So both free agency and the draft are in the books, and for the most part, you now know how rosters of the Washington Redskins and their three closest rivals will look next season. So ponder it for a second … who’ll win the division?
If you need a hand, here are the updated depth charts from the four division teams:
The Redskins have had a pretty good offseason. If not for DeSean Jackson leaving Philadelphia for Washington, I’d probably expect the Eagles to be the class of the division again, with the other three teams in that netherworld between 6-10 if a lot goes wrong and 10-6 if a lot goes right. With that move, though, all four division teams seem to be in that area. There’s not a whole lot separating them — they each have a ton of potential but need a lot to go right. So it should be another fun year, even if no NFC East team is great.
Here’s a cursory look at each.
Dallas was celebrated for doing the prudent thing on draft day, taking tackle Zack Martin instead of quarterback Johnny Manziel, but they weren’t prudent in Rounds 2-3, making that trade with Washington to move up for defensive end Demarcus Lawrence. The Cowboys have solidified the leaky line in front of QB Tony Romo, and offense still drives this team. When healthy, DeMarco Murray, Dez Bryant and Jason Witten are tough to stop. But the Cowboys still are expecting new defensive coordinator Rod Marinelli to clean up the mess that was the worst defense in the league by almost 18 yards a game. (By points, they were only 26th). He’s got some studs to work with, like linebacker Sean Lee and cornerbacks Morris Claiborne and Brandon Carr, but it doesn’t look like he’s got enough to field playoff-caliber defense, even after drafting seven players for that side of the ball. So Dallas’s star-studded offense is going to have to carry them.
In New York, first-round pick Odell Beckham Jr. is something of a replacement for departed wide receiver Hakeem Nicks, and second-round center Weston Richburg helps solidify the offensive line. The Giants were sneaky good in free agency, bolstering the secondary with Dominique Rodgers-Cromartie and Walter Thurmond III, which makes sense in a division with Romo, Robert Griffin III and Nick Foles as opposing quarterbacks. But it’s hard to believe the Giants are division-title contenders if their own quarterback, Eli Manning, is as off his game as he was last season, when he threw 27 intereceptions and 18 touchdown passes, and completed 57.5% of his passes, his lowest figure since 2007. His passer rating was 69.4, his lowest since his rookie year in 2004, but if he’s back in the neighborhood of 30 TD passes, 15 INTs and 61% completions, it’ll be a sign that the Giants are back. And considering they started 0-6 last season but won seven of their final 10, and presumably got better in the offseason, you can’t count them out.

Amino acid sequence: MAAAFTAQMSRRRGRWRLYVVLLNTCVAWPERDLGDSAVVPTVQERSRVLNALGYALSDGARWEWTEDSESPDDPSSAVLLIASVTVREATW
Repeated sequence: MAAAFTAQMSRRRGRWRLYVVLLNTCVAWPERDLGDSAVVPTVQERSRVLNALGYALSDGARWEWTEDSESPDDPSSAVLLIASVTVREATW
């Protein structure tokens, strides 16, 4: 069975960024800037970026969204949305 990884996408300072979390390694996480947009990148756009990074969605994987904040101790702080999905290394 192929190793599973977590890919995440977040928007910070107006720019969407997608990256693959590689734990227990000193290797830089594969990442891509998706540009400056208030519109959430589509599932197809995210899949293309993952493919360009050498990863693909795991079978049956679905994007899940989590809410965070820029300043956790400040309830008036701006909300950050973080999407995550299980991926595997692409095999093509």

Philadelphia is in a strange spot. Without the self-inflicted loss of Jackson, their offseason looks about perfect. With it, you wonder what the heck they were thinking, and begin to question some of their other choices. The Eagles spent free agency and the draft getting players that would work in Chip Kelly and Billy Davis’s systems, for Year 2 of their regime. Some regression for Foles is expected; it’s not realistic to expect the quarterback, who threw 27 touchdown passes and two interceptions in 13 games, to produce another 119.2 passer rating. Especially without Jackson. The wide receivers Philadelphia drafted, Jordan Mathews and Josh Huff, might have to produce right away from the slot, but Jeremy Maclin returns from a missed season and Darren Sproles comes over from the Saints to give the offense some weapons. The Eagles’ defense wasn’t great last uear, but it didn’t lose any key contributors and added FS Malcolm Jenkins and OLB Marcus Smith in the offseason and heads into the second season being a 3-4. Philly won seven of its last eight before a two-point playoff loss to New Orleans, and it was 9-1 when Foles was the leading passer, but it still feels like this team is one injury to RB LeSean McCoy or any of his starting five offensive linemen away from being just okay.
Washington, well you already know how you feel about them. But objectively speaking, the team underperformed at 3-13 last season. It has a new coach, made nearly 20 free-agent signings or key player re-signings. Coaches don’t always succeed in their first season, but in this case, there’s almost nowhere to go but up. If Jay Gruden gets the best out of a happier, healthier Robert Griffin III, and the bad defense is adequate, the Redskins could be in the division title mix.
Those are just some thoughts to jog yours for the payoff poll question:
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